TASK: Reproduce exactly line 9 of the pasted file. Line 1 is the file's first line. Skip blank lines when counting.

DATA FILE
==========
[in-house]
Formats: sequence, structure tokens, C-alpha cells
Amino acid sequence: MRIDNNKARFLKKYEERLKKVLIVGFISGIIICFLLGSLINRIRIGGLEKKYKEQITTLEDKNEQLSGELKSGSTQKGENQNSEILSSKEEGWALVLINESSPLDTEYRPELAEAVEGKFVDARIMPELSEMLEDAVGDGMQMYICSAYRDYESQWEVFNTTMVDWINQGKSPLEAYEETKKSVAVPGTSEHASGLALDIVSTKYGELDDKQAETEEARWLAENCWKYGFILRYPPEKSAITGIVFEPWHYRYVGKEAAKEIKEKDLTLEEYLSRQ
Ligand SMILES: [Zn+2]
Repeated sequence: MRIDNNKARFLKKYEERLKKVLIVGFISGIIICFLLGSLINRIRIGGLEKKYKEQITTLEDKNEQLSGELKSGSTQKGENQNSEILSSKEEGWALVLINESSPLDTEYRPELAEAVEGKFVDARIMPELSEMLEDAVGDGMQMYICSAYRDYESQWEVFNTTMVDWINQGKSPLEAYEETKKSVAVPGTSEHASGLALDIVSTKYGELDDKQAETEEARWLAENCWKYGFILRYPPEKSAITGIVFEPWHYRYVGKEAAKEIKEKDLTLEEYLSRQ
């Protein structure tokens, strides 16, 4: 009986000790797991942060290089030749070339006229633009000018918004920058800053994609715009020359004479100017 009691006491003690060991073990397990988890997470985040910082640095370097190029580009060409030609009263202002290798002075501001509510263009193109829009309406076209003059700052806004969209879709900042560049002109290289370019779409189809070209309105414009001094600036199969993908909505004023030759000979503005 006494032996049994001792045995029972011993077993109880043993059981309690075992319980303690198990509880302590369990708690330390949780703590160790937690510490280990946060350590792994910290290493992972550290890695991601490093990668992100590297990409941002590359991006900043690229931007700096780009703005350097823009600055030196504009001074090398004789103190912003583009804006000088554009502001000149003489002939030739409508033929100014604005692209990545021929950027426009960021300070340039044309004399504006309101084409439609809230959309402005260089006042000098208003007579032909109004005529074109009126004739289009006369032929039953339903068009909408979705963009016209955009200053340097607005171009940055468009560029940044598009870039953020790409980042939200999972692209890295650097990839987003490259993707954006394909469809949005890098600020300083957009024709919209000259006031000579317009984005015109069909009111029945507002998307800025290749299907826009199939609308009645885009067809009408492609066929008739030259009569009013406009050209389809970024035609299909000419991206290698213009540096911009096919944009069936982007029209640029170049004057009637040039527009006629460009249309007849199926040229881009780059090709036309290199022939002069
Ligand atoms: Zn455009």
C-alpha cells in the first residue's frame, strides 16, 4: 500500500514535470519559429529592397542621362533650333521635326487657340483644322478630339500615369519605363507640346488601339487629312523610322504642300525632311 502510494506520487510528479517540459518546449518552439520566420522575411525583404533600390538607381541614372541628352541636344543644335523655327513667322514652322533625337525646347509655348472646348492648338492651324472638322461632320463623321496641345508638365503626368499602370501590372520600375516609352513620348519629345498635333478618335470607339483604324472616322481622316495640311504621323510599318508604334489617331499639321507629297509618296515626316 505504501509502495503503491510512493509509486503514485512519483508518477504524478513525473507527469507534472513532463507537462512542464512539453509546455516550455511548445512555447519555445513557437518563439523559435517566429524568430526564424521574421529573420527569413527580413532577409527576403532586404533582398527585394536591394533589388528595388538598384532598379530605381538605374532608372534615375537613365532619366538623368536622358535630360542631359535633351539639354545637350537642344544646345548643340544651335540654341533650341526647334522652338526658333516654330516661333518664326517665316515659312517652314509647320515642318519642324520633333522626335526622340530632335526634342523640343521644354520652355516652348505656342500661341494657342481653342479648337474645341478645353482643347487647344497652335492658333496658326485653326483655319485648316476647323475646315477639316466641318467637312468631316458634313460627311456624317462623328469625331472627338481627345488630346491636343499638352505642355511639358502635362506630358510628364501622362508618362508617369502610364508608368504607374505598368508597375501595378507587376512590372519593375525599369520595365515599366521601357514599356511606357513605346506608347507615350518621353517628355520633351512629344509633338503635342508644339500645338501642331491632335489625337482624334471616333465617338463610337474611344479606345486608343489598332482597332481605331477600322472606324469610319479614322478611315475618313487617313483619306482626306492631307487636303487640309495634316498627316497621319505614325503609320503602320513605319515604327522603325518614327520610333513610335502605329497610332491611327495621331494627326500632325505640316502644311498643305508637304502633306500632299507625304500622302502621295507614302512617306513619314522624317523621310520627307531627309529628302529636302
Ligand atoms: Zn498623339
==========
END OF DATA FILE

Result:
Ligand atoms: Zn498623339